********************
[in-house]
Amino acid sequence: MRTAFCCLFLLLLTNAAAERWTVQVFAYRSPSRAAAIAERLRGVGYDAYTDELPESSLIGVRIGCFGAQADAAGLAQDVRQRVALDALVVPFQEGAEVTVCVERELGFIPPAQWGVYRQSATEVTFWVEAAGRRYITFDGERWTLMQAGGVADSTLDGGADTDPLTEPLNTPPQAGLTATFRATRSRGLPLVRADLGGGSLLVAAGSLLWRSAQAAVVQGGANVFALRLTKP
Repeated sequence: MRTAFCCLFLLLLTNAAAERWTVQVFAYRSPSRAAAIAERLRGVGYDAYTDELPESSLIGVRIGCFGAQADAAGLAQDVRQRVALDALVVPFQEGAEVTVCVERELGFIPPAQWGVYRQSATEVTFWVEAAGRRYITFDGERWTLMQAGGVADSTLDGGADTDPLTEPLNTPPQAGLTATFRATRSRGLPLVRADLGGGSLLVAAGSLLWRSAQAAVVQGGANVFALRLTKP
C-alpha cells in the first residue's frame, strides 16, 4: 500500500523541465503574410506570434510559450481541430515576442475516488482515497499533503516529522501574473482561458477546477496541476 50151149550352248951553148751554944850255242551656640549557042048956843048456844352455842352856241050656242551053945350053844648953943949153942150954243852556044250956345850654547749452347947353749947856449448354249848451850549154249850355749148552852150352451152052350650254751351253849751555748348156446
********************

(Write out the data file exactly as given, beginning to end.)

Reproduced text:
[in-house]
Amino acid sequence: MRTAFCCLFLLLLTNAAAERWTVQVFAYRSPSRAAAIAERLRGVGYDAYTDELPESSLIGVRIGCFGAQADAAGLAQDVRQRVALDALVVPFQEGAEVTVCVERELGFIPPAQWGVYRQSATEVTFWVEAAGRRYITFDGERWTLMQAGGVADSTLDGGADTDPLTEPLNTPPQAGLTATFRATRSRGLPLVRADLGGGSLLVAAGSLLWRSAQAAVVQGGANVFALRLTKP
Repeated sequence: MRTAFCCLFLLLLTNAAAERWTVQVFAYRSPSRAAAIAERLRGVGYDAYTDELPESSLIGVRIGCFGAQADAAGLAQDVRQRVALDALVVPFQEGAEVTVCVERELGFIPPAQWGVYRQSATEVTFWVEAAGRRYITFDGERWTLMQAGGVADSTLDGGADTDPLTEPLNTPPQAGLTATFRATRSRGLPLVRADLGGGSLLVAAGSLLWRSAQAAVVQGGANVFALRLTKP
C-alpha cells in the first residue's frame, strides 16, 4: 500500500523541465503574410506570434510559450481541430515576442475516488482515497499533503516529522501574473482561458477546477496541476 50151149550352248951553148751554944850255242551656640549557042048956843048456844352455842352856241050656242551053945350053844648953943949153942150954243852556044250956345850654547749452347947353749947856449448354249848451850549154249850355749148552852150352451152052350650254751351253849751555748348156446